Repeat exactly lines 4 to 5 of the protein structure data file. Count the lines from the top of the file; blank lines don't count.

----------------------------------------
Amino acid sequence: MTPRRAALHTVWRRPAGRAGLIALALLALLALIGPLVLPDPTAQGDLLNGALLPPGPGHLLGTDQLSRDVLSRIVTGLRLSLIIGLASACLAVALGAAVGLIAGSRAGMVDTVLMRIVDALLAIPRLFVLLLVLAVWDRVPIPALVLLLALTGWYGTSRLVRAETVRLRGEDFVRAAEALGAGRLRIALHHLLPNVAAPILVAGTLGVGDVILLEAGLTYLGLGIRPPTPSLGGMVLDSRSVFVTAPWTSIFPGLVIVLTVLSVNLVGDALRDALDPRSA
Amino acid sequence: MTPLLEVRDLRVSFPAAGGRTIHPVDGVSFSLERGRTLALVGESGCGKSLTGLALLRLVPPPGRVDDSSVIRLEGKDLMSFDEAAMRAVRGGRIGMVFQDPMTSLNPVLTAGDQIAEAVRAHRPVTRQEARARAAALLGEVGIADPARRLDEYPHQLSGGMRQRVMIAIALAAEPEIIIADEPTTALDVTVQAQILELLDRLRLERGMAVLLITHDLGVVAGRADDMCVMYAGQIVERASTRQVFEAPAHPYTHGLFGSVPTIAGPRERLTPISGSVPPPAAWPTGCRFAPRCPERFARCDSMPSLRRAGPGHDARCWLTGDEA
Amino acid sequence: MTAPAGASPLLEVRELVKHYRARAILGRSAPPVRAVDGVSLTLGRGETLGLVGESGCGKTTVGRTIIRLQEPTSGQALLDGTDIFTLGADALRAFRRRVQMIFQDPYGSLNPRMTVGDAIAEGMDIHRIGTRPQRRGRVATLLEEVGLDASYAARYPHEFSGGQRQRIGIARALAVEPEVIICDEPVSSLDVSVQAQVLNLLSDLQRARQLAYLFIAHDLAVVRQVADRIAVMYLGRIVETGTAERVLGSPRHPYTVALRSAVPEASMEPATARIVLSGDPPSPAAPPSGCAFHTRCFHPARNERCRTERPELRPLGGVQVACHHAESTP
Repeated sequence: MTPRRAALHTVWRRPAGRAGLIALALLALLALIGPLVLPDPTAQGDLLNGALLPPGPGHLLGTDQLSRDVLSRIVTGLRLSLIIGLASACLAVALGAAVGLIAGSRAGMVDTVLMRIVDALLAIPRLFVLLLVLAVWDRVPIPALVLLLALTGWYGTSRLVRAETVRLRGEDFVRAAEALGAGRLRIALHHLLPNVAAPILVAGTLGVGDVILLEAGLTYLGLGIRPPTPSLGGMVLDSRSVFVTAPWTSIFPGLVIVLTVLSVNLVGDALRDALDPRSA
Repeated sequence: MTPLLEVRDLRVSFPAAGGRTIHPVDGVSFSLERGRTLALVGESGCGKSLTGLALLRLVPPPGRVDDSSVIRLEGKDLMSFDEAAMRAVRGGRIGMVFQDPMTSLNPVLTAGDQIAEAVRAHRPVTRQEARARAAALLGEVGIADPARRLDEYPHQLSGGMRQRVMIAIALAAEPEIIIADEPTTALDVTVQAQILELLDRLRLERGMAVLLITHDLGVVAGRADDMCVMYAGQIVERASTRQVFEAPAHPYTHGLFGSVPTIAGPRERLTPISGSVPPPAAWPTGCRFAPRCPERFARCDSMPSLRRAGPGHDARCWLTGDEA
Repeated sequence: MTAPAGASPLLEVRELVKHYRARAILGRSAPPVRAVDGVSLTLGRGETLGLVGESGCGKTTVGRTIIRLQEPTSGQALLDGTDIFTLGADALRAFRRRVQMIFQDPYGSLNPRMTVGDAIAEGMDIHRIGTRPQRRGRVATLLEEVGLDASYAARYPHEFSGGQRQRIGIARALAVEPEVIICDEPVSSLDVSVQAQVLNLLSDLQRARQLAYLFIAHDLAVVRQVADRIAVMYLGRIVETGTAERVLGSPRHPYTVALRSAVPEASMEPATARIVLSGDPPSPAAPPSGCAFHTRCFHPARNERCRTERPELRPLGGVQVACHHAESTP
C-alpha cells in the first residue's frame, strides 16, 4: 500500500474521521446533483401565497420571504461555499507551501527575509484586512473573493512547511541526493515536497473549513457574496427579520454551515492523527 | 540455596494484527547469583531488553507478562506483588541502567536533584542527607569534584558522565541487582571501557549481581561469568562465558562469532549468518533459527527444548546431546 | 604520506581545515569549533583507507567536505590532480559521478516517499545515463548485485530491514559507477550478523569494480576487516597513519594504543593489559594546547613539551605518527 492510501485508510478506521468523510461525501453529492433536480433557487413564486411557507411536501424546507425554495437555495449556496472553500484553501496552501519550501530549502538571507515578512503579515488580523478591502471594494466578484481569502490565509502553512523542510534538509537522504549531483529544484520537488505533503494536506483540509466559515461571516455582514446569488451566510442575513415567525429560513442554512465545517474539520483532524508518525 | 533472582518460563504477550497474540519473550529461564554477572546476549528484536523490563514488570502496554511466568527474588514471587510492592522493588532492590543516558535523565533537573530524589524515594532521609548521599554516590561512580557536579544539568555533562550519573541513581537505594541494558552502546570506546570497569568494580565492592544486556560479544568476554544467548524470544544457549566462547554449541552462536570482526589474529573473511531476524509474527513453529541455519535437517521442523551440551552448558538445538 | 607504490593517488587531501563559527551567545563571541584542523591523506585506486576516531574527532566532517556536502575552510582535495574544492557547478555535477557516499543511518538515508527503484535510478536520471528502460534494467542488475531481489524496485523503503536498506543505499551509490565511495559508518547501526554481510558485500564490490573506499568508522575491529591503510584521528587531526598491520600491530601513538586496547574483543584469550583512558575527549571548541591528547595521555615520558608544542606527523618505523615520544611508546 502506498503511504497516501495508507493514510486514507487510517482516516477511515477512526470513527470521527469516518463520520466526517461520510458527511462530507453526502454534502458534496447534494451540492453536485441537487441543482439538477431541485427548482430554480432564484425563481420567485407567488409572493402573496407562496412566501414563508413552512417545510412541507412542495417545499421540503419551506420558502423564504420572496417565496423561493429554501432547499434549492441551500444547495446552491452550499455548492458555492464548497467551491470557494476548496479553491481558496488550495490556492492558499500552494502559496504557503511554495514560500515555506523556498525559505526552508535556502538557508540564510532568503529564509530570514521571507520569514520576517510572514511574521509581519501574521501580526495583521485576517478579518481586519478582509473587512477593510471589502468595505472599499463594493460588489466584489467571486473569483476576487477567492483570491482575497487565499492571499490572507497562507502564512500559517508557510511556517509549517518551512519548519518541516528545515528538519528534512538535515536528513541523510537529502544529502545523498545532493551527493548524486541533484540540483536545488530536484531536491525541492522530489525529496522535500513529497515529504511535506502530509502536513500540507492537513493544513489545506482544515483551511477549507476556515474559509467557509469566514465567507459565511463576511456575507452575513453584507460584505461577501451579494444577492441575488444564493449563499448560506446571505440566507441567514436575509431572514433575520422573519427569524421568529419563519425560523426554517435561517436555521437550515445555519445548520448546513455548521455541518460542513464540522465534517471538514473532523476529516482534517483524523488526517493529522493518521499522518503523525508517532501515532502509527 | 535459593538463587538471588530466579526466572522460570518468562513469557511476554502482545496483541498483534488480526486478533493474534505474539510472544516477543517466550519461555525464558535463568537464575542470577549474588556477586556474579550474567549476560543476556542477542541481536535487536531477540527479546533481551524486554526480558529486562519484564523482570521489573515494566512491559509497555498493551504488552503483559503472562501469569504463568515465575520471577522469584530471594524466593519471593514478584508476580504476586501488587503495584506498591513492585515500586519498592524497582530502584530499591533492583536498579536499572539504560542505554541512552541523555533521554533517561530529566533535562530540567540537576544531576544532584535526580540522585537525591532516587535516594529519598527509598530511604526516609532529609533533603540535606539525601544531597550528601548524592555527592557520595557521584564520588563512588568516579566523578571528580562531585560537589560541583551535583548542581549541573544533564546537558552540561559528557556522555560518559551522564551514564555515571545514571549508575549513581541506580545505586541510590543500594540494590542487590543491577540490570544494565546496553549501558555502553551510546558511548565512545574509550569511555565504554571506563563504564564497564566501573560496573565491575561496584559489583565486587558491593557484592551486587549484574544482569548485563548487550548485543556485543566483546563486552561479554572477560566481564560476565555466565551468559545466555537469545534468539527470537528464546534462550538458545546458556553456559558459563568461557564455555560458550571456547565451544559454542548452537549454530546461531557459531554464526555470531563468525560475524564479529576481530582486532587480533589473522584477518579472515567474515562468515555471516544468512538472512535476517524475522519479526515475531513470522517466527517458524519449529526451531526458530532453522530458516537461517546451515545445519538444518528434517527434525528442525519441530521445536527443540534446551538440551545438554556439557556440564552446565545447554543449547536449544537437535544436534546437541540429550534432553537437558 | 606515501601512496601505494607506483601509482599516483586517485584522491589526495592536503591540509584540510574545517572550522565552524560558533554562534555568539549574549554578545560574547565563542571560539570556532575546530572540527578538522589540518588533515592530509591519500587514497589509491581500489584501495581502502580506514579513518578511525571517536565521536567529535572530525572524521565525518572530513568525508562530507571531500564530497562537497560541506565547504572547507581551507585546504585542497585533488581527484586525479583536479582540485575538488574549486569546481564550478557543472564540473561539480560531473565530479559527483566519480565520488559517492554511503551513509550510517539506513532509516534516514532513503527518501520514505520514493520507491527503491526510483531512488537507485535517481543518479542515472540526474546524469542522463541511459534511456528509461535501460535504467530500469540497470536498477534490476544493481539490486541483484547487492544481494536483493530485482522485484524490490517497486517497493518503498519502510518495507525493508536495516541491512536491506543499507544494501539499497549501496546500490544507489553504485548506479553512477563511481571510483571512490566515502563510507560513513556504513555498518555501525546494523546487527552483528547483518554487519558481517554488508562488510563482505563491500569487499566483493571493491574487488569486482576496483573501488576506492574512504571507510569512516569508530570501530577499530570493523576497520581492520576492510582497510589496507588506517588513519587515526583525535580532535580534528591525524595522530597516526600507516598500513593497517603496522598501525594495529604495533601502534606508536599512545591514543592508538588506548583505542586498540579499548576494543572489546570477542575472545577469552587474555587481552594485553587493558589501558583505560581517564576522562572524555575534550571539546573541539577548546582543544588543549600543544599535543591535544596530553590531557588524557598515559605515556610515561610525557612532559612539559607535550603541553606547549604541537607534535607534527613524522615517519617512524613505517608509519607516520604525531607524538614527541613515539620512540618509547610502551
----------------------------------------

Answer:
Repeated sequence: MTPRRAALHTVWRRPAGRAGLIALALLALLALIGPLVLPDPTAQGDLLNGALLPPGPGHLLGTDQLSRDVLSRIVTGLRLSLIIGLASACLAVALGAAVGLIAGSRAGMVDTVLMRIVDALLAIPRLFVLLLVLAVWDRVPIPALVLLLALTGWYGTSRLVRAETVRLRGEDFVRAAEALGAGRLRIALHHLLPNVAAPILVAGTLGVGDVILLEAGLTYLGLGIRPPTPSLGGMVLDSRSVFVTAPWTSIFPGLVIVLTVLSVNLVGDALRDALDPRSA
Repeated sequence: MTPLLEVRDLRVSFPAAGGRTIHPVDGVSFSLERGRTLALVGESGCGKSLTGLALLRLVPPPGRVDDSSVIRLEGKDLMSFDEAAMRAVRGGRIGMVFQDPMTSLNPVLTAGDQIAEAVRAHRPVTRQEARARAAALLGEVGIADPARRLDEYPHQLSGGMRQRVMIAIALAAEPEIIIADEPTTALDVTVQAQILELLDRLRLERGMAVLLITHDLGVVAGRADDMCVMYAGQIVERASTRQVFEAPAHPYTHGLFGSVPTIAGPRERLTPISGSVPPPAAWPTGCRFAPRCPERFARCDSMPSLRRAGPGHDARCWLTGDEA